• Can American Jewish Support for Israel Survive This New Government? (The New Republic)

    “Lara Friedman, president for the Foundation for Middle East Peace, agreed that the extremism of the current government has its seeds in the occupation and, more generally, Israel’s treatment of Palestinians. ‘You cannot build a nation on the idea that not all human beings have rights…. You can’t do that for decades and not inculcate a political culture that is what you see today,’ she said. For years, she added, people working on Palestinian rights have tried to make the case that the occupation doesn’t stop at the Green Line (the demarcation of territory captured in the Six Day War). Friedman noted that many American Jews—including ostensibly liberal American Jews—have been more comfortable advocating for the rights of Jews in Israel than for Palestinian rights. ‘American Jews,’ she said, got ‘riled up over women’s access to the Western Wall plaza. They’ll go to the mat for that.’ But where illiberalism affected Palestinians, there was less interest. And now that the equities of Jews are hanging in the balance, ‘there’s a certain amount of, ‘well, if you’d been paying attention for the last 50 years.’”

  • Christian Aid claims it was subject to act of ‘lawfare’ by pro-Israel group (The Guardian)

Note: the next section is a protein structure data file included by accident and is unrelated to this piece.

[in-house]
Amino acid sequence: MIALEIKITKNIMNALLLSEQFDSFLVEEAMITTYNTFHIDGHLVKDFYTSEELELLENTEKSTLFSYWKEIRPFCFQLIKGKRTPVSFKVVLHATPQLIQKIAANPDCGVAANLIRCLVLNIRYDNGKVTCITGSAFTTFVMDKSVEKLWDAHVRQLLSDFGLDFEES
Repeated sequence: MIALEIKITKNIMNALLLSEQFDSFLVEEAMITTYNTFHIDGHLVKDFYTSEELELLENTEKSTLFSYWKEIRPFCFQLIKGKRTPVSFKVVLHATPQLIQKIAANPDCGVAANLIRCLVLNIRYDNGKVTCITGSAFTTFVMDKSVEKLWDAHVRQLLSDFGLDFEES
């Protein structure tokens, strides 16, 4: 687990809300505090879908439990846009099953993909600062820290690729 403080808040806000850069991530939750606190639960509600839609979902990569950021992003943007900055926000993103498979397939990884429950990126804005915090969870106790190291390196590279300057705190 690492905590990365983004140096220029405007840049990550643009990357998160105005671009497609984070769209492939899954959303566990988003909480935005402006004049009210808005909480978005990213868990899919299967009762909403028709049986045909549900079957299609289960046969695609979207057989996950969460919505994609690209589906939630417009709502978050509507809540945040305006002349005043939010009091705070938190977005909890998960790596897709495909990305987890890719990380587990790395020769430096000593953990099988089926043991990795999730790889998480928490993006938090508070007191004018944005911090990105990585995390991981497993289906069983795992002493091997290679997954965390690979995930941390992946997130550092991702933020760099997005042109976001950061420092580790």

“Lara Friedman, president of the Foundation for Middle East Peace (FMEP), said she believed the aim of TZAC’s lawsuits was to send a ‘chilling effect’ through the international NGO sector. ‘It’s letting organisations know that: if you stick a toe in this Palestine work, it could take down everything you’re doing worldwide,’ she said. ‘It could end up being a reputational weapon against you. It could end up taking time and money away from everything else. And potentially if one of these cases comes up and somehow you’ve screwed up under US law because US law’s pretty complicated … it could shut you down. So all the good work you do in the world: are you willing to risk it by doing a project in Gaza? And I think what they’re gambling [the answer] is no, you’re not.’ …Friedman has compared aspects of Abrams’ lawsuits to Slapps – strategic lawsuits against public participation – usually deployed by the rich and powerful to harass, silence or intimidate. While Slapp suits were usually brought by billionaire oligarchs or companies and TZAC was very small, she added, the complaints appeared ‘a form of legal intimidation’. ‘Even people that win end up getting dragged through the mud with them,’ added Friedman.”